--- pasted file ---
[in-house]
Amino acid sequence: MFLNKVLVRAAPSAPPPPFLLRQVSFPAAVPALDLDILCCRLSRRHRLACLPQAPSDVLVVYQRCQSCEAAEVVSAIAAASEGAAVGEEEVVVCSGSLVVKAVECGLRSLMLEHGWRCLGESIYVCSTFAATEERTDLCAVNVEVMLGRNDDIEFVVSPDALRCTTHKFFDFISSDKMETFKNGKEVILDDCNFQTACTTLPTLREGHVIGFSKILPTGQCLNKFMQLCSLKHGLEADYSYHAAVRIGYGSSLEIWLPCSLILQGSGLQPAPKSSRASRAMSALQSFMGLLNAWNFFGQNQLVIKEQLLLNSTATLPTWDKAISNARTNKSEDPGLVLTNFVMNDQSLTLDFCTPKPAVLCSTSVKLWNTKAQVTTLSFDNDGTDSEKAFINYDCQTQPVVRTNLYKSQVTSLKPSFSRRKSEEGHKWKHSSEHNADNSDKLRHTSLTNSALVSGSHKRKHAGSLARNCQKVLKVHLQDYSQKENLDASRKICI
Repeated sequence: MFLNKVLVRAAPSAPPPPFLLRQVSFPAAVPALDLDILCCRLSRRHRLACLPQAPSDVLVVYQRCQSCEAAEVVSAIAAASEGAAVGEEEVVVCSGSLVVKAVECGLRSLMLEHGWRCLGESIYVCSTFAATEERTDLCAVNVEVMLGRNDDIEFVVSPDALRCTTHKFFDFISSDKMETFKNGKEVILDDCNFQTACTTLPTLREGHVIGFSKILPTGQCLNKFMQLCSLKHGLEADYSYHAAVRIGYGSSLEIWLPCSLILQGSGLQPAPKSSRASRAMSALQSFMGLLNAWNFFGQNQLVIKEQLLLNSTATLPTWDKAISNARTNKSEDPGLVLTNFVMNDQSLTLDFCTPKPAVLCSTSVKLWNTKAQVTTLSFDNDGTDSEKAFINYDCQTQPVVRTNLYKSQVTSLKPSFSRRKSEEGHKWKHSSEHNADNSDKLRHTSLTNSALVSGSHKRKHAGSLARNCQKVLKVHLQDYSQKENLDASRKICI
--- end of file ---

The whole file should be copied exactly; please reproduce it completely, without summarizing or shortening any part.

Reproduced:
[in-house]
Amino acid sequence: MFLNKVLVRAAPSAPPPPFLLRQVSFPAAVPALDLDILCCRLSRRHRLACLPQAPSDVLVVYQRCQSCEAAEVVSAIAAASEGAAVGEEEVVVCSGSLVVKAVECGLRSLMLEHGWRCLGESIYVCSTFAATEERTDLCAVNVEVMLGRNDDIEFVVSPDALRCTTHKFFDFISSDKMETFKNGKEVILDDCNFQTACTTLPTLREGHVIGFSKILPTGQCLNKFMQLCSLKHGLEADYSYHAAVRIGYGSSLEIWLPCSLILQGSGLQPAPKSSRASRAMSALQSFMGLLNAWNFFGQNQLVIKEQLLLNSTATLPTWDKAISNARTNKSEDPGLVLTNFVMNDQSLTLDFCTPKPAVLCSTSVKLWNTKAQVTTLSFDNDGTDSEKAFINYDCQTQPVVRTNLYKSQVTSLKPSFSRRKSEEGHKWKHSSEHNADNSDKLRHTSLTNSALVSGSHKRKHAGSLARNCQKVLKVHLQDYSQKENLDASRKICI
Repeated sequence: MFLNKVLVRAAPSAPPPPFLLRQVSFPAAVPALDLDILCCRLSRRHRLACLPQAPSDVLVVYQRCQSCEAAEVVSAIAAASEGAAVGEEEVVVCSGSLVVKAVECGLRSLMLEHGWRCLGESIYVCSTFAATEERTDLCAVNVEVMLGRNDDIEFVVSPDALRCTTHKFFDFISSDKMETFKNGKEVILDDCNFQTACTTLPTLREGHVIGFSKILPTGQCLNKFMQLCSLKHGLEADYSYHAAVRIGYGSSLEIWLPCSLILQGSGLQPAPKSSRASRAMSALQSFMGLLNAWNFFGQNQLVIKEQLLLNSTATLPTWDKAISNARTNKSEDPGLVLTNFVMNDQSLTLDFCTPKPAVLCSTSVKLWNTKAQVTTLSFDNDGTDSEKAFINYDCQTQPVVRTNLYKSQVTSLKPSFSRRKSEEGHKWKHSSEHNADNSDKLRHTSLTNSALVSGSHKRKHAGSLARNCQKVLKVHLQDYSQKENLDASRKICI